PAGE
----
“I became for many years, what you might call a traveling lover, a dreamer searching for God between the women’s thighs – those days when I was at the height of my intimate powers. You had to see me! I was like an angel stuffing recoilless erections into just where they are most needed – into the fleshy folds of winter! But I did it with rosy summers too.”
Nonetheless, it will be very simplistic and even incorrect to define Mbella Sonne Dipoko solely through the prism of sex and sexuality, for, he was still an engaged writer, even to his last days and to his last poem; one who inspired an entire generation of Cameroonians and Africans with his militant poems. His militancy also came through, among other things, in his legendary disdain for Senghor’s Negritude. As he stated in West Africa magazine in 1971, Negritude was "reactionary, rightwing, irrelevant... [and] absolutely incapable of re-instating the oppressed and exploited Black man in his rightful place in the world" (Dipoko, West Africa 8 Oct. 1971: 1174 cited in Feuser, 1988: 562).
Moesberger 1973: 814-15) does a good job in summing up Dipoko’s literary persona when he points out that:
Thus the poet, ‘kissing across the color line,’ brash, hip and embracing the European counterculture, is a paradoxical champion of his African childhood and a foe of Westernization.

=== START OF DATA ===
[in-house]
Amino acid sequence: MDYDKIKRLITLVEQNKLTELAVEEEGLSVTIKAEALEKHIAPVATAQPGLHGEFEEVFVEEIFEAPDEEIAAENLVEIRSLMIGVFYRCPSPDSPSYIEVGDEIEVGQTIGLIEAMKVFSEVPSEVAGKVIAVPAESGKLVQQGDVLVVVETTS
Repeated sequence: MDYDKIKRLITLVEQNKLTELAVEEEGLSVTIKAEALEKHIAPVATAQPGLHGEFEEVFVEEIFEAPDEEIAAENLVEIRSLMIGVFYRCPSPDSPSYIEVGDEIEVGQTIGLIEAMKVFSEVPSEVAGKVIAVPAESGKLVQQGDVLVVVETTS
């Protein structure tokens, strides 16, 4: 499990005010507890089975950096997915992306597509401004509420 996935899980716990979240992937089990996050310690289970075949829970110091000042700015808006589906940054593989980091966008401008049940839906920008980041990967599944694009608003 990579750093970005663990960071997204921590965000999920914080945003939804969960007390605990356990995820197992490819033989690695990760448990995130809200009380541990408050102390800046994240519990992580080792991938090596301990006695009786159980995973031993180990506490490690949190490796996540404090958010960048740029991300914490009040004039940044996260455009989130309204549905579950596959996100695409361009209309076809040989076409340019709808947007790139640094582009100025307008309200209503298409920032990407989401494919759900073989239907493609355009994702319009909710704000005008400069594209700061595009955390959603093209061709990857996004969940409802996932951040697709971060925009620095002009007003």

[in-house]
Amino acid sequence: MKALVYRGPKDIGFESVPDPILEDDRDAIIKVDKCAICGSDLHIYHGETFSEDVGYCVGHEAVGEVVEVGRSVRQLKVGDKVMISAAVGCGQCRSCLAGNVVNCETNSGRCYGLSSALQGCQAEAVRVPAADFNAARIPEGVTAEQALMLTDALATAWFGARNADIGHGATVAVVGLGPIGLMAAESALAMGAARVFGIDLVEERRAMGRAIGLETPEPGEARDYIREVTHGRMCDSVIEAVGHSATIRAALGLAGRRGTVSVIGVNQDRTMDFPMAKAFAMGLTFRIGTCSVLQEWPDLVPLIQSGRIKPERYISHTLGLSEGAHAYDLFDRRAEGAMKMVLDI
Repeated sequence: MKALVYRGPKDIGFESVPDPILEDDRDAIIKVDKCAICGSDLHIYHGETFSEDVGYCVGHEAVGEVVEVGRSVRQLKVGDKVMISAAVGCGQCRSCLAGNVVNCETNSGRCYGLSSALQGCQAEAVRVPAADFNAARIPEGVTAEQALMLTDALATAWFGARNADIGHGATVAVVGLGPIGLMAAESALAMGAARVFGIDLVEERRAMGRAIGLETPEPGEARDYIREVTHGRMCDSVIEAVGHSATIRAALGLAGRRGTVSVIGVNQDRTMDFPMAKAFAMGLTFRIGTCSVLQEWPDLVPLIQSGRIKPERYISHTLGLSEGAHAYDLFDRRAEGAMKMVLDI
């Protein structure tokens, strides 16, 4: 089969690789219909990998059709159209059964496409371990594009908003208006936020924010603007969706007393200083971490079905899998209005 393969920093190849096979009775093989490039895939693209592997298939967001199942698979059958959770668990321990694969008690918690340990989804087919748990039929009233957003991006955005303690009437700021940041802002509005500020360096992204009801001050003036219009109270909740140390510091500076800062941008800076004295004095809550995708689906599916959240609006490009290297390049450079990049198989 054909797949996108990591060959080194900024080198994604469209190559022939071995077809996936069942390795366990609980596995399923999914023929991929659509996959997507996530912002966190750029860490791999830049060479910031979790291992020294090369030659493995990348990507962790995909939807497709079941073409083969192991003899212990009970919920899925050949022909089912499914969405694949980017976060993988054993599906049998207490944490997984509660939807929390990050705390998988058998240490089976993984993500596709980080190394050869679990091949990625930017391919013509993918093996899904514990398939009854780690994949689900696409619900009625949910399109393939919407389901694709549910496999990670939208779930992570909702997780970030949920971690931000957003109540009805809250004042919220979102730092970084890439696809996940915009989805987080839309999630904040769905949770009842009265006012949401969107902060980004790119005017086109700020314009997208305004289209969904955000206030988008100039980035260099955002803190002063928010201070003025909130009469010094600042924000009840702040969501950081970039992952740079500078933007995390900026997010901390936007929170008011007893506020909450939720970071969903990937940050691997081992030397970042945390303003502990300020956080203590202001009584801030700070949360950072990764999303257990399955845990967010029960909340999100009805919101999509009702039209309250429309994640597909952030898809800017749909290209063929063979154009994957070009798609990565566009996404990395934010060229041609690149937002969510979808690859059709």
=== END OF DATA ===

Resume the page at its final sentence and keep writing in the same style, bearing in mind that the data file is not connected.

Dipoko did not produce any major work after Black and white in Love even though he continued to write poetry, short stories, plays and literary criticism in French and English. His most popular poems also continued to appear in numerous anthologies, the most popular being ´Our History (To Precolonial Africa)´ which is still widely used in many literature departments in the West.
After a quarter of a century in the West, Mbella Sonne Dipoko returned home in 1985 to his native Misaka in Tiko sub-division in Fako division a different man; the Bohemian who found “God between the women’s thighs” while traveling across Europe, came back as a very spiritual man with a new afro-centric faith called Esimo ya Mboka, of which he was the Chief Priest.
He took up farming and fishing, led an ascetic life and shunned most vestiges of the West which he had so readily embraced in his early life (Wache, 2009). He was always a sight to behold with his overflowing beard, his simple white shirt, and his sanja or traditional loin always matched with either a pair of slippers or sandals.
Cameroonians took a long time getting used to, let alone warming up to Dipoko’s eccentric, or “mystic look” as the government daily, Cameroon Tribune (2009) described it. Some even claimed that Dipoko was insane. “They don’t want the beard. They don’t want my look. They are damned scared. They are just philistines who are afraid of originality. They wish to be caricatures of Europeans,” he lamented in his Cameroon Life interview.
Multipartyism and a controversial political choice